"Where Religion, Guns Mix,"

Baltimore Sun, June 20, 1998, pp. 1B, 10B,
John Rivera:

"As he struggled to realize his dream of opening a Parkville gun shop, Rob Shiflett turned to the figure he considers top gun: God himself.

"His prayers answered, Shiflett, a self-described born-again Christian, decided to return the favor. The Army veteran named the Harford Road gun shop he opened in August Christian Soldier."

". . . Shiflett, 37, is standing his ground, arguing that modern spiritual warfare calls for contemporary weaponry. "`I'm a Christian and I'm a soldier. I though Christian Soldier would be a good name,' said Shiflett. . . . By the door, two plastic boxes held religious tracts for his customers. `Iwas asking God to get this business started. How could I turn my back on Him?' he said."

. . . "He runs his shop on a variable schedule, to accommodate his hours on his other job as a Baltimore County paramedic.

"He said that before deciding on the name for his shop, he consulted his pastor at Central Baptist Church of Essex. `I didn't want to offend anybody,' he said.

"He remembered seeing trucks on the highway emblazoned with the initials of a company called Guaranteed Overnight Delivery, G.O.D. `I always saw that, and I was offended. I thought I didn't want to be in that guy's shoes come Judgememt Day,' he said, adding he chose something he thought not to be sacreligious. `I mentioned [Christian Soldier] to my pastor, and he said, "Hey, I think that's a great name."'"

He "saw a "for rent" sign next to a Fraternal Order of Police lodge and decided to take a look. His daughter accompanied him.

"`It turned out it was owned by my daughter's Sunday school teacher from Central Baptist,' he said. `What's weird is she was praying for a Christian to rent the place, and I was praying for a place to go. So it all worked out.'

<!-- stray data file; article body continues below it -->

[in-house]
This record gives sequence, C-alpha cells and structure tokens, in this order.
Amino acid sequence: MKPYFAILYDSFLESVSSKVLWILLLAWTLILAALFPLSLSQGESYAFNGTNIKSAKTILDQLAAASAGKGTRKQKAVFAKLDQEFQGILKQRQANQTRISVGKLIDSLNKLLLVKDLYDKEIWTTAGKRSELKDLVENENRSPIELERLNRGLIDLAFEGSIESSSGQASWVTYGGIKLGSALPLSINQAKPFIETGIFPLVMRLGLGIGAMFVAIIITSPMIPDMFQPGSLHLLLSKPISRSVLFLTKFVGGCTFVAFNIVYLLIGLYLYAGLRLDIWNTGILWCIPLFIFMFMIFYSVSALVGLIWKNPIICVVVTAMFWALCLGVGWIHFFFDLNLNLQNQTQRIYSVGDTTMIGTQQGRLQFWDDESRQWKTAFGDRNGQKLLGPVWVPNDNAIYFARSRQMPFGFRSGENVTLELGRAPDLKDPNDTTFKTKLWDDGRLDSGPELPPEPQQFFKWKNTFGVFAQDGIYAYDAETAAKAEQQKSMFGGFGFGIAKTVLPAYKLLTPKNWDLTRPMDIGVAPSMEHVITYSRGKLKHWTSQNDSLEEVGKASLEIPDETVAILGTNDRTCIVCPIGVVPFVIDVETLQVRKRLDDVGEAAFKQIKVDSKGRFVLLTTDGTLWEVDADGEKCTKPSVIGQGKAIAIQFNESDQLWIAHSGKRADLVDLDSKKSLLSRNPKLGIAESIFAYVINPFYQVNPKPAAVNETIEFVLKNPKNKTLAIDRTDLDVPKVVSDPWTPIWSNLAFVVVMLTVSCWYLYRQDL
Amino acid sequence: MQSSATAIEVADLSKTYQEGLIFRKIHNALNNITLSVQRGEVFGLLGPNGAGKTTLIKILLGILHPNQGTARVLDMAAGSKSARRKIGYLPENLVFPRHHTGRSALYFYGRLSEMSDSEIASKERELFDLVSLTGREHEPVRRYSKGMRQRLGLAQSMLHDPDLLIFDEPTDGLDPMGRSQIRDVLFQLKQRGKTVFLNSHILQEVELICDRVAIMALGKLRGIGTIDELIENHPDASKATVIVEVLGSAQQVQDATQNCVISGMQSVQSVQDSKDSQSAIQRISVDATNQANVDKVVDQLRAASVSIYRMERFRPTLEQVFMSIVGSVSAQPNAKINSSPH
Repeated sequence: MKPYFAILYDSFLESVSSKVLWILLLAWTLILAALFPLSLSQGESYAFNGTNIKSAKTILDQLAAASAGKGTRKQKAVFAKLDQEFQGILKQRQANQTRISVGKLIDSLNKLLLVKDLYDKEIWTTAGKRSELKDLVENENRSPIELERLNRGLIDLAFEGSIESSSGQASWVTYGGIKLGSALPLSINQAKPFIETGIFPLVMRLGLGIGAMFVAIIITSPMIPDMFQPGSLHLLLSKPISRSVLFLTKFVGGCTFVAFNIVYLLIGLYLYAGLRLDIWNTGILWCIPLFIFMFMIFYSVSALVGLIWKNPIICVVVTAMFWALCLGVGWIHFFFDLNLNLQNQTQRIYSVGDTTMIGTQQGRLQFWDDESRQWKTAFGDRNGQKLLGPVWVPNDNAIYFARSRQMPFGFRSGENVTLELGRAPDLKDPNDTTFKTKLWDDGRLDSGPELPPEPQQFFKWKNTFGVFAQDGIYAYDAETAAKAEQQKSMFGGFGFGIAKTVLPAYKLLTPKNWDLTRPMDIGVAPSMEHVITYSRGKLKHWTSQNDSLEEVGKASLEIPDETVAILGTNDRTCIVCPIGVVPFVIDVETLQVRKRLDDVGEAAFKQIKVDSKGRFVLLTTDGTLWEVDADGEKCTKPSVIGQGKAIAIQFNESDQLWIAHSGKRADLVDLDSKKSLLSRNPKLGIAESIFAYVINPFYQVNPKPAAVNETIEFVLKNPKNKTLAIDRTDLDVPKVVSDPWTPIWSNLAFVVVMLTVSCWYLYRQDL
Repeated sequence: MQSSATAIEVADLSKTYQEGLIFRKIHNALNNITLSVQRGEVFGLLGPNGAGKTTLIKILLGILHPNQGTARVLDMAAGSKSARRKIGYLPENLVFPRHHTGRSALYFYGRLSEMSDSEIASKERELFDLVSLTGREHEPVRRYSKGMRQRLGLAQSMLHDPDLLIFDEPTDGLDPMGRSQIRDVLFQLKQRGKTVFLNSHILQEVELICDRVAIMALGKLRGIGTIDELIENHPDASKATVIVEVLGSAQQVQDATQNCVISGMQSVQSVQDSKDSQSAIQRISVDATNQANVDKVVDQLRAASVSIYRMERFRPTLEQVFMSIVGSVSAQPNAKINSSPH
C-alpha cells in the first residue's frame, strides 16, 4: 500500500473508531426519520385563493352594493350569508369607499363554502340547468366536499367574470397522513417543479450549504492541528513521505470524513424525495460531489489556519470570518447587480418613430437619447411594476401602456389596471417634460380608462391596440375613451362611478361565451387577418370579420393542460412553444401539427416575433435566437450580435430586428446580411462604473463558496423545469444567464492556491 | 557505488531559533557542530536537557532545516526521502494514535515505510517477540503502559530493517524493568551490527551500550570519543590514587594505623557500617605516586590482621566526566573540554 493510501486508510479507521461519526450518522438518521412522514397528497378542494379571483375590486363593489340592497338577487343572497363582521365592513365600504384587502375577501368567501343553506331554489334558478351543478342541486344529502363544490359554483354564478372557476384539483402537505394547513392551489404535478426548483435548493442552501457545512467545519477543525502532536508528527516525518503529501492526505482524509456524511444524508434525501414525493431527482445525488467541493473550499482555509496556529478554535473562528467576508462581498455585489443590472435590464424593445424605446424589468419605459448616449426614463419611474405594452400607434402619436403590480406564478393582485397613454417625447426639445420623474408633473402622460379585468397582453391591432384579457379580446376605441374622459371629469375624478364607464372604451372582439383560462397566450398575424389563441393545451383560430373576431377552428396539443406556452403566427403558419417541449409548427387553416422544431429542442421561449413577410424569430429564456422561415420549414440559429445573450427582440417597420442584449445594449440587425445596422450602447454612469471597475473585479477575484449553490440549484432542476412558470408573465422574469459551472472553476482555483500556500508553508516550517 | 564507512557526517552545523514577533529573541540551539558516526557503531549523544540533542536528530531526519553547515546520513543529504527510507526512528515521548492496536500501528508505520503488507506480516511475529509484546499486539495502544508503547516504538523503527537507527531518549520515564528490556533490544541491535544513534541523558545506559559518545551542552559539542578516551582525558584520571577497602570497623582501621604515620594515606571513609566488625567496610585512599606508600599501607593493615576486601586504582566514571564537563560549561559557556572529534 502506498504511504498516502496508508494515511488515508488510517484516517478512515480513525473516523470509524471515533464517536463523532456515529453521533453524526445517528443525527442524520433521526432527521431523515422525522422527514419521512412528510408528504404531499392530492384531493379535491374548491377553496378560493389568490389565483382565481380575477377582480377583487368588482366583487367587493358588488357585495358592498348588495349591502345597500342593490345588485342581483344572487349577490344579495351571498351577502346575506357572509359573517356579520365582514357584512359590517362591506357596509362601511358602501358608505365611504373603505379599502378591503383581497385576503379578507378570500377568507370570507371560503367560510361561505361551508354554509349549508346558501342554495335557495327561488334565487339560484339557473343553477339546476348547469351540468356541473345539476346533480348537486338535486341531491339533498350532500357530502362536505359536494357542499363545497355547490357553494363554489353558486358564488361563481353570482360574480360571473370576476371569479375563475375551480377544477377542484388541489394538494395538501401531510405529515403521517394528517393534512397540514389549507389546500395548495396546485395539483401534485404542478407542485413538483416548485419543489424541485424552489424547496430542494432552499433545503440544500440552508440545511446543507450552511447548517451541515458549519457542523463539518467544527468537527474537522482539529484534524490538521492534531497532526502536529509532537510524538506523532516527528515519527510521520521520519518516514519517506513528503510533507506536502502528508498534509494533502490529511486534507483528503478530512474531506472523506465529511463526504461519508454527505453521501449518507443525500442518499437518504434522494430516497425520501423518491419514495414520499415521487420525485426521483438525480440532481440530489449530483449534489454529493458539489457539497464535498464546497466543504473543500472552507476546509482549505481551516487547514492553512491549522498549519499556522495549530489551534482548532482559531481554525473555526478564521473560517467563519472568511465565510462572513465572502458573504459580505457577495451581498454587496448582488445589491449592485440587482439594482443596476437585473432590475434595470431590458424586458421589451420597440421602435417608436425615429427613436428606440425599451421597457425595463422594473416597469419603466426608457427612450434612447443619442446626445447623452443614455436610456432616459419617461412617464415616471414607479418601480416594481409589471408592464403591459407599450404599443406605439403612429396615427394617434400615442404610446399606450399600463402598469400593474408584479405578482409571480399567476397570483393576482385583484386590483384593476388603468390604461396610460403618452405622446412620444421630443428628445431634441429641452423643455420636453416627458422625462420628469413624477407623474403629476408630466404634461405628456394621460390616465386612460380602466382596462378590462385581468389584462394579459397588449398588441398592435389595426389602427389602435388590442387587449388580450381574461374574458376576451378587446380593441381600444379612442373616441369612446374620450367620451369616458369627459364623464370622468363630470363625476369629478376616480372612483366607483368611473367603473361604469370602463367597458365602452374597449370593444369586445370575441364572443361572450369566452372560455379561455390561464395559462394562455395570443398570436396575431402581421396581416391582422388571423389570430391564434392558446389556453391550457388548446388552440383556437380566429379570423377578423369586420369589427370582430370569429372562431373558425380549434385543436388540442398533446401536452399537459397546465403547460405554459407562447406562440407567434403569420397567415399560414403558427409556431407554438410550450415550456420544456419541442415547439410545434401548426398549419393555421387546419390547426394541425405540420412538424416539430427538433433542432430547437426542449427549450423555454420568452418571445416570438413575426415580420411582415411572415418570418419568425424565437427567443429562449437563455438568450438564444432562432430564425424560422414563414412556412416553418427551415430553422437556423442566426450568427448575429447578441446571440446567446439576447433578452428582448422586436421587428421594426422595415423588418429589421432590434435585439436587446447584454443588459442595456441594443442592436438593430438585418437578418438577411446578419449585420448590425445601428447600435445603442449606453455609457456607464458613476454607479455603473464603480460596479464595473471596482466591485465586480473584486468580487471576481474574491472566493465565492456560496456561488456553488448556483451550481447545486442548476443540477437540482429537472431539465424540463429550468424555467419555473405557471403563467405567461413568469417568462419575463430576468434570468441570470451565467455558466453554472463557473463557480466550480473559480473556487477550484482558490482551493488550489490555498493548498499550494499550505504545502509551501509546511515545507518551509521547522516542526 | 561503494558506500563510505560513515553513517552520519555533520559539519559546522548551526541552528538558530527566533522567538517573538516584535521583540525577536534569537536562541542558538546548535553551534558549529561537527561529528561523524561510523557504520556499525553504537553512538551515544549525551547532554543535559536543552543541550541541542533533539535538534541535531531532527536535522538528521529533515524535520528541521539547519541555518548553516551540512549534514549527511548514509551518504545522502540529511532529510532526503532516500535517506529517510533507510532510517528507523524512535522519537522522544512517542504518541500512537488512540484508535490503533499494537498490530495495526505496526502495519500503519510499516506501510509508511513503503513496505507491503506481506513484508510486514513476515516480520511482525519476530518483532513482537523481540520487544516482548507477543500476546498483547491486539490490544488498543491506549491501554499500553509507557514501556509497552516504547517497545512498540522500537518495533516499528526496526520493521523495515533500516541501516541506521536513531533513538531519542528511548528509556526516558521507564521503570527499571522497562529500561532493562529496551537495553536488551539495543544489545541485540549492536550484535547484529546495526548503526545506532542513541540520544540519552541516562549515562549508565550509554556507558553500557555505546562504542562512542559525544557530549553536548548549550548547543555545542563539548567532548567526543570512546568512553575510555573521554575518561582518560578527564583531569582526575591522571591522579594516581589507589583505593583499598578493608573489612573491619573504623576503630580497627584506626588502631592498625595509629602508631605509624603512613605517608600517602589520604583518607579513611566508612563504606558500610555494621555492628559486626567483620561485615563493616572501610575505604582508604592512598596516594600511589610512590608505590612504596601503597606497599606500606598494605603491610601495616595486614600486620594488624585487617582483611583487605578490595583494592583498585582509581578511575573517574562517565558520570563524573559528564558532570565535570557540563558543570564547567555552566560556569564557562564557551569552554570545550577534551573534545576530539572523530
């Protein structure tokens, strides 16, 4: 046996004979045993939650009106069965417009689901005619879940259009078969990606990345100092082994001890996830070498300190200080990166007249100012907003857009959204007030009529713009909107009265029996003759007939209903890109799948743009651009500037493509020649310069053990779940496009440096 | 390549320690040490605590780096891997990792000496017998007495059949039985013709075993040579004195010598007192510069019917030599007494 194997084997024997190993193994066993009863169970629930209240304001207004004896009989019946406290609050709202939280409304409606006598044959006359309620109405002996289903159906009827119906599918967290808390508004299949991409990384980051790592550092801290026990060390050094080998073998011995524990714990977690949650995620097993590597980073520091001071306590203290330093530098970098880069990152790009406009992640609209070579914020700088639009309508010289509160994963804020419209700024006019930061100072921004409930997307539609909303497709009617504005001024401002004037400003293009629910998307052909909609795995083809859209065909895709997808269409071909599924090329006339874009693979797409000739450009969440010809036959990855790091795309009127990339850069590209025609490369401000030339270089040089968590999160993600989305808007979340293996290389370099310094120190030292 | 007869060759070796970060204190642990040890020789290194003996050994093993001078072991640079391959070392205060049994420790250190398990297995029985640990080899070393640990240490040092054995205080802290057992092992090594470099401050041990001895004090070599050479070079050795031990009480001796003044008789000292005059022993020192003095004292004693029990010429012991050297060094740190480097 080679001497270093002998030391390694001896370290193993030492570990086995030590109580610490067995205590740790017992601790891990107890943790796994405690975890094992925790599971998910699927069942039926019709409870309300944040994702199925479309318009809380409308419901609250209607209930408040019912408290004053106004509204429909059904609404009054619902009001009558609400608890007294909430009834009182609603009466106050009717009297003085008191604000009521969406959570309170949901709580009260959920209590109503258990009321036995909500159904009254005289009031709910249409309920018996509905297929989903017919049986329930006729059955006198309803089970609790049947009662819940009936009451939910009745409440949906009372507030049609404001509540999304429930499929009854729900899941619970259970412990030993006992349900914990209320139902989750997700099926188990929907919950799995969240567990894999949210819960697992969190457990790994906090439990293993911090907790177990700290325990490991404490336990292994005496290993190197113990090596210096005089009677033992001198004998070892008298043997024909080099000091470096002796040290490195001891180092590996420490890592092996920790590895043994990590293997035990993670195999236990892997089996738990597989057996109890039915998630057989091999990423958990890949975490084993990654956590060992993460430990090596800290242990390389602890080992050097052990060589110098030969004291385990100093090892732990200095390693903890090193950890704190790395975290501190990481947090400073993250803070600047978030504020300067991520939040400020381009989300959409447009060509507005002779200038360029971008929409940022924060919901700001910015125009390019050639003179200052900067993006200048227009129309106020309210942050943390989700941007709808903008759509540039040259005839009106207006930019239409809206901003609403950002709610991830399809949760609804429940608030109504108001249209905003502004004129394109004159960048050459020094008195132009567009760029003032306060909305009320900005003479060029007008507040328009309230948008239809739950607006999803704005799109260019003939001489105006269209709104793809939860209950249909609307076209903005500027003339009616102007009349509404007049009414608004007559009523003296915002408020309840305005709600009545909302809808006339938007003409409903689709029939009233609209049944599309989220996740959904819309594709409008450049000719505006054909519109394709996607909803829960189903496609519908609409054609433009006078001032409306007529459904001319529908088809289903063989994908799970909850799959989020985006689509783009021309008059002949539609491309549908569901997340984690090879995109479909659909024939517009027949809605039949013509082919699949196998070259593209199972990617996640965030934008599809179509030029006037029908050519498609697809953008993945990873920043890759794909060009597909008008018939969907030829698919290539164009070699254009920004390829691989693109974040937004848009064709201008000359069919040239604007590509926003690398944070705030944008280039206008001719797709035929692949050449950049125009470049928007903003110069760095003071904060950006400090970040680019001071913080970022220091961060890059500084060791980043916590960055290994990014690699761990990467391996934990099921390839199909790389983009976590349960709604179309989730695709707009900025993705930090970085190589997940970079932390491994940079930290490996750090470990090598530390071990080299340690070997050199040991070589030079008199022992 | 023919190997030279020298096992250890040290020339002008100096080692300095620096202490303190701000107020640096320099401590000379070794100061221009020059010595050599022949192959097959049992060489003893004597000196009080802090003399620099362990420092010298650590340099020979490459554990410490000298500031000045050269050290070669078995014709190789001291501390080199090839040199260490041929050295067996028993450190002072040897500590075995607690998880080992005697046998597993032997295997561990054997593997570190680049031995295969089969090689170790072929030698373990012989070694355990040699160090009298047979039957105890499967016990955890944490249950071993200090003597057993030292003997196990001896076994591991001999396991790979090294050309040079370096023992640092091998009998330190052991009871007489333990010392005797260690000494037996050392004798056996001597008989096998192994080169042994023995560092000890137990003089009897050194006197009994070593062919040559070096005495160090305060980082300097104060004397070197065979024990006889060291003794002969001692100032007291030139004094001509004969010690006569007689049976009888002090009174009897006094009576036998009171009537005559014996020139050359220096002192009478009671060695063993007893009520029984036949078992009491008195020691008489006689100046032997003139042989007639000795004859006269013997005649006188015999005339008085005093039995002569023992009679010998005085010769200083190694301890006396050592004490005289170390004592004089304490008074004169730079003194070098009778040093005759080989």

"Shiflett said he had religious inspiration in naming his shop and that the repsonse has been overwhelmingly positive, butacknowledges getting three or four complaints from people who haveseen the shop's name on the window flanked by two Christian symbols of fish and have come into the shop to give him a piece of their gospel.

"`One lady came in and she said, "I don't think Jesus would have approved of guns,"' Shiflett said. He responded with the Gospel story of Jesus clearing the money changers from the temple in Jeruslem. `I said, "If he had a pistol at his side, he probably would have shot a few rounds in the air."'"

"The name has caused some confusion. `I had one person who thought it was a Christian book store. She called me and asked if Isold Bibles.,' he said. `Another thought it was a Christian karateschool. There was a kid who saw the fish on the front and thought it was a fish store.'"

"Shiflett said, ``I think I'm finding certain Christians prefer to buy from me because I am a Christian, even if my prices aren't the lowest,' he said.

"But the business is nonsectarian. One of his best customers is an atheist.

"`He doesn't believe in God,' Shiflett said, `but he say she can trust me because I'm a Christian.'"


[Uh-huh. And it was a mere prayer coincidence that the business site was owned by his daughter's Sunday School teacher??? Maybe we can look forward to testimonies like the owner of `Mohammed's Jihad Supply Shoppe' stating that "One of my best customers is Jewish, but he says that he can trust me because I am a Muslim."]

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